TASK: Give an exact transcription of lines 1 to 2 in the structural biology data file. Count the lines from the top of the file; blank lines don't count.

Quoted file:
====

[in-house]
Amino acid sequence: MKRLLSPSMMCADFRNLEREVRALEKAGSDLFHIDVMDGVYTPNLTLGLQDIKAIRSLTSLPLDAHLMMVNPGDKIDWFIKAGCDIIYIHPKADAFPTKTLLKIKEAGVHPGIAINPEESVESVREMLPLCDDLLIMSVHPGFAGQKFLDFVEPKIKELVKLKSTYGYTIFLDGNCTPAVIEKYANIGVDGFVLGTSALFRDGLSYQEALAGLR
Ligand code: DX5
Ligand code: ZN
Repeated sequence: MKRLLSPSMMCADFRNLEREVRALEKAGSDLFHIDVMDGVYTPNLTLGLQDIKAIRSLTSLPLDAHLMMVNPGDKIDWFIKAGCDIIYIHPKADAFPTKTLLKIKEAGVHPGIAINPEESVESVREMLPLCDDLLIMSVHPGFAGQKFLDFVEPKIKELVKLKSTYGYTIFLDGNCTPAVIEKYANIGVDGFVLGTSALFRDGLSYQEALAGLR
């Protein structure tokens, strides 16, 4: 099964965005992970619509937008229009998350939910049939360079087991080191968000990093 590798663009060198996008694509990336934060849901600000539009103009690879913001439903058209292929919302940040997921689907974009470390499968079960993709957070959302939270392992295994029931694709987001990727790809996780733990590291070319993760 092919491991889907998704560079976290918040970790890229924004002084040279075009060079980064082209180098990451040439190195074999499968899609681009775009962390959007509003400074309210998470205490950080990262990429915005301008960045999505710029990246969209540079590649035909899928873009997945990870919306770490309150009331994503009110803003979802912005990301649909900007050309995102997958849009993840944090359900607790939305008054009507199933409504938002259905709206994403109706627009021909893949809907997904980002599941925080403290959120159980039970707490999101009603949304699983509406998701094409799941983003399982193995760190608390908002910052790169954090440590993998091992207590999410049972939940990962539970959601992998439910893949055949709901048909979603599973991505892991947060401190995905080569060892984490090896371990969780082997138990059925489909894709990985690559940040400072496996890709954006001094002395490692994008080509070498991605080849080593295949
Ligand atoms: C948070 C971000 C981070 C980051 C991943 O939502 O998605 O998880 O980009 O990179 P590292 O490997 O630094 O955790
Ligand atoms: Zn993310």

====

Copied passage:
[in-house]
Amino acid sequence: MKRLLSPSMMCADFRNLEREVRALEKAGSDLFHIDVMDGVYTPNLTLGLQDIKAIRSLTSLPLDAHLMMVNPGDKIDWFIKAGCDIIYIHPKADAFPTKTLLKIKEAGVHPGIAINPEESVESVREMLPLCDDLLIMSVHPGFAGQKFLDFVEPKIKELVKLKSTYGYTIFLDGNCTPAVIEKYANIGVDGFVLGTSALFRDGLSYQEALAGLR